I know it has been asked several times on here whether giving a professor a gift is appropriate or not. The general consensus seems to be that it is unethical to both give and receive the gift   . However, I have a bit of a nuance that I would like to inquire about.
This past fall semester I requested to meet with a professor who I both enjoyed and respected and ask them for advice about the graduate admissions process.
I asked, out of curiosity, if letter writers minded submitting ~8 letters or if the work would bother them. They answered (roughly), "No. We enjoy helping students. If you want to be nice, you can get them a starbucks gift card or something after they've submitted the letters."
At the time I had no intention of asking this professor for a letter of recommendation. However, it ended up that they were one of my 3 letter writers. I want to write each of my letter writers a thank you note, but now I am faced with the predicament of whether to follow their advice or not.
I have been thinking of reasons for either getting or not getting the gift.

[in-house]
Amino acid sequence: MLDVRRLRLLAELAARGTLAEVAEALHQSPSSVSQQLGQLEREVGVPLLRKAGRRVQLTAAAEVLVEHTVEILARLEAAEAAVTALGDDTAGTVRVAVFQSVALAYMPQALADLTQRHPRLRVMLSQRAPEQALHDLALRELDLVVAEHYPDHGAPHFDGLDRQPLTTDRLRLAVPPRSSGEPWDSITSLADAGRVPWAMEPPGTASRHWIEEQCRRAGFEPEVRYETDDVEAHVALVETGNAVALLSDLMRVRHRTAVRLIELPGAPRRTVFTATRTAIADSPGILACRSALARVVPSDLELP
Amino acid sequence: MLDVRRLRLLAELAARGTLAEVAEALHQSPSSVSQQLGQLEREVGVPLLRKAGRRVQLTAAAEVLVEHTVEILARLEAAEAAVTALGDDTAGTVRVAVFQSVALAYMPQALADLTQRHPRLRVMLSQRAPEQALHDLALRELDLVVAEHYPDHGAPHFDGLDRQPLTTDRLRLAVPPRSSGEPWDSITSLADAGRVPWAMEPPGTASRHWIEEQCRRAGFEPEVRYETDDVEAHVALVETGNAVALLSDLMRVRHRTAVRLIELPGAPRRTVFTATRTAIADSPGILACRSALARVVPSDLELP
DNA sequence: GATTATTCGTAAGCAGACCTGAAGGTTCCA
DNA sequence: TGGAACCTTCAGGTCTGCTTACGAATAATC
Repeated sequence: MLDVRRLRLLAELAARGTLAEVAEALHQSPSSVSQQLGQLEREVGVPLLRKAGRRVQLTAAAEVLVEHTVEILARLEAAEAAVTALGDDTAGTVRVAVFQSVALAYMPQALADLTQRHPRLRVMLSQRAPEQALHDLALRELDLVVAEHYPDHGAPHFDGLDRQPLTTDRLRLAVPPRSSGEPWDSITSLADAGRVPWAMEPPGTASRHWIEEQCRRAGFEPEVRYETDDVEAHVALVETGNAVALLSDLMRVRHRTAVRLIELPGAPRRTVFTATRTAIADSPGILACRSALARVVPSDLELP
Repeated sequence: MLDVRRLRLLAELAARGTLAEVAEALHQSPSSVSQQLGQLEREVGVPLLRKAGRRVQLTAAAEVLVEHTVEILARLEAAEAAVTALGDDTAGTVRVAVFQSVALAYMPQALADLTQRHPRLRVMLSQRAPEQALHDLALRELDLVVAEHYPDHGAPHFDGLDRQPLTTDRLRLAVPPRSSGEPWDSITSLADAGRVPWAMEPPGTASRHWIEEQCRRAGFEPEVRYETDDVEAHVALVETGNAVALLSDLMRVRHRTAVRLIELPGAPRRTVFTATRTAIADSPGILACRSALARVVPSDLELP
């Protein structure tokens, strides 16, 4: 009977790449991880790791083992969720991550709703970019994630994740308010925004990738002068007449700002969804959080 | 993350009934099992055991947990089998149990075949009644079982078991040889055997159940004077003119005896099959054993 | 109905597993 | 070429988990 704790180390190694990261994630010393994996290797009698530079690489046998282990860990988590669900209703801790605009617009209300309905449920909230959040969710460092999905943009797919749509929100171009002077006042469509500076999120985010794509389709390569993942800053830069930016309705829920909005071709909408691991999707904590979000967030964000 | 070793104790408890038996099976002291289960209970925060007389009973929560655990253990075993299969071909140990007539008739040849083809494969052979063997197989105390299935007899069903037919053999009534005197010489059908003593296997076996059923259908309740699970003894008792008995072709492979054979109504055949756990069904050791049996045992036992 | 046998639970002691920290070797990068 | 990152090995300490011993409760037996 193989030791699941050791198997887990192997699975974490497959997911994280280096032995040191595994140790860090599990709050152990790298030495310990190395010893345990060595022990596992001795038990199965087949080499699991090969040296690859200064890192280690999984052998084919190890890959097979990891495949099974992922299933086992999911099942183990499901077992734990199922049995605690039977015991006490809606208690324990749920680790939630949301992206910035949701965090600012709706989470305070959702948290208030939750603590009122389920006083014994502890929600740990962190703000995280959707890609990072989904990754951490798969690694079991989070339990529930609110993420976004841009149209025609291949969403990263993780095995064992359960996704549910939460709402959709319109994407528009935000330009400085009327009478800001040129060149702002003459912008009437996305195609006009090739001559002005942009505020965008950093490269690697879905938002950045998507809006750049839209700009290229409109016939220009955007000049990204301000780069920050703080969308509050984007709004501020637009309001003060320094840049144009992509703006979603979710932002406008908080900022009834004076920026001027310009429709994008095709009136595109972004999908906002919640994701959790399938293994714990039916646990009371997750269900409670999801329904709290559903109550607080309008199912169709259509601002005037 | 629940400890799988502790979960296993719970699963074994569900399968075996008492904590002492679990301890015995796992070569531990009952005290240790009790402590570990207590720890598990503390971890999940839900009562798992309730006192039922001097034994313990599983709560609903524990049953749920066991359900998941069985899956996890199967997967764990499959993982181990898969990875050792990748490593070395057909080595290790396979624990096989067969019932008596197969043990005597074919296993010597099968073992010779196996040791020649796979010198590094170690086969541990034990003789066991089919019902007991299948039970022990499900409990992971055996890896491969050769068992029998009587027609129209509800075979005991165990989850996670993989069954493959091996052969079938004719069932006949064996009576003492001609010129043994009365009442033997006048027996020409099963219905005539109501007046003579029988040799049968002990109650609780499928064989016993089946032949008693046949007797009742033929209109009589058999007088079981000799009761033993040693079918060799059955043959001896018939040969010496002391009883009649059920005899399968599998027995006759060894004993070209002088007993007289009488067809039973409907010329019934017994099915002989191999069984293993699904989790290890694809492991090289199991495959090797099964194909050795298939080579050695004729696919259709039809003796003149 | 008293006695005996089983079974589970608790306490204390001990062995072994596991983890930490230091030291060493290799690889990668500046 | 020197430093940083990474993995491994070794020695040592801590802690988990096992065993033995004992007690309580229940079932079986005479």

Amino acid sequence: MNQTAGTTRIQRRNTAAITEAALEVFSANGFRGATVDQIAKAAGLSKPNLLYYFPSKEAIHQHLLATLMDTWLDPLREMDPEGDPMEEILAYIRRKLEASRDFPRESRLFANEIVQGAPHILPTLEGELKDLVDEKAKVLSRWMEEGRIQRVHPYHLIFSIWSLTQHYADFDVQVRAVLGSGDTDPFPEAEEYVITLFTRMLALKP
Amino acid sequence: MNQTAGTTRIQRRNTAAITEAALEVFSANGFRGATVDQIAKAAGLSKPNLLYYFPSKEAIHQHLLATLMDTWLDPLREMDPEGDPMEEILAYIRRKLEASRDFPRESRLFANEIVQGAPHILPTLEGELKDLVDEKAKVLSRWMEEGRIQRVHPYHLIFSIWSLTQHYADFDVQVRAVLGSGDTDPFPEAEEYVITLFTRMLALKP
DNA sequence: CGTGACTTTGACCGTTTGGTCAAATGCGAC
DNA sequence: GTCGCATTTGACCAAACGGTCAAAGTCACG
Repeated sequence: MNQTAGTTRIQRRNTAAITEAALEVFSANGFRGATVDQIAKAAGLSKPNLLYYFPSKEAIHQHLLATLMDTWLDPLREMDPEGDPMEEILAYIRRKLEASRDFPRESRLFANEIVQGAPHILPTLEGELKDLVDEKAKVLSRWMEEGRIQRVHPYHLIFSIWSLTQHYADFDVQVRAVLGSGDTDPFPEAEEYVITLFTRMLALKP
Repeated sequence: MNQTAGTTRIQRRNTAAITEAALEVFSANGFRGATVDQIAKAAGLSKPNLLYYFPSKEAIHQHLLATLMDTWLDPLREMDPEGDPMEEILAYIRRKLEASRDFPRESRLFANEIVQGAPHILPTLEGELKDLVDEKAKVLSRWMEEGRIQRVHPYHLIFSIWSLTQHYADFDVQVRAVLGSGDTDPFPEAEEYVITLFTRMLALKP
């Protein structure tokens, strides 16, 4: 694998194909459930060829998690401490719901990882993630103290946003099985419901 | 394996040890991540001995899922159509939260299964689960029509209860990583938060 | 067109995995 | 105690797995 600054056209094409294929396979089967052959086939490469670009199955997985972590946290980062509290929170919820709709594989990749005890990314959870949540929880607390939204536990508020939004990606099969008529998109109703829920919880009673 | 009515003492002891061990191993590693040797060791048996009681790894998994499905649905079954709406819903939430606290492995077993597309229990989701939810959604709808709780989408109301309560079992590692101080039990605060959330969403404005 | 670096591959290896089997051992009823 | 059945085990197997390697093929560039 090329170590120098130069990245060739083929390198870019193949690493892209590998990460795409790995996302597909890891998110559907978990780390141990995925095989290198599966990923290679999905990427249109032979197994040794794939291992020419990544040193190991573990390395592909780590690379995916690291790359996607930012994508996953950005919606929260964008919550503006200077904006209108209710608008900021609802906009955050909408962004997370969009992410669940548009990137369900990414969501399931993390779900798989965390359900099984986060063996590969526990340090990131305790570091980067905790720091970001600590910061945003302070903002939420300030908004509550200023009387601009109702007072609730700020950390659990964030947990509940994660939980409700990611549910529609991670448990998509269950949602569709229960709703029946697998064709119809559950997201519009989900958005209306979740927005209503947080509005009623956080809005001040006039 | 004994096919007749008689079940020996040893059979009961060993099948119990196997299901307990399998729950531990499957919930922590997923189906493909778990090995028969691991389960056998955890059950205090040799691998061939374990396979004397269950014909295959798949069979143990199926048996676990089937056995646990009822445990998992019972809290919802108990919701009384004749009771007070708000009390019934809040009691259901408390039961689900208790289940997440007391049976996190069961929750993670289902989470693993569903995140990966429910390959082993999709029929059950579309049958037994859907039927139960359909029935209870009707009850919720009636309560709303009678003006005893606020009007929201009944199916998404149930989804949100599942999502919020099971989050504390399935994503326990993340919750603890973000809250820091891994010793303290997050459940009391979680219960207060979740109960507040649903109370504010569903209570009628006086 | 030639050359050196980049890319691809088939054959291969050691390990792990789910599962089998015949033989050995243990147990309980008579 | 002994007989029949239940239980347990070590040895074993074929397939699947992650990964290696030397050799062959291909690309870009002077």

Reasons to get gift:
- I will never have this professor again for classes, so there would not be any thoughts of favoritism.
- Buying a $10 gift card would not be a significant financial burden on me.
- I would be going along with their advice.
Reasons to not get gift:
- There is a slight chance I may ask this professor for another letter, so giving them something of monetary value could call into question any future letters they write for me.
- It could still be seen in a negative light given some stigma around giving faculty gifts as a student.
I understand I am probably overthinking this. I would like to show my gratitude to this professor in an ethical and professional manner without burning any bridges in my young career at the same time. Should I still refrain from giving gifts to professors? If so, should I address their previous suggestion, or just ignore it?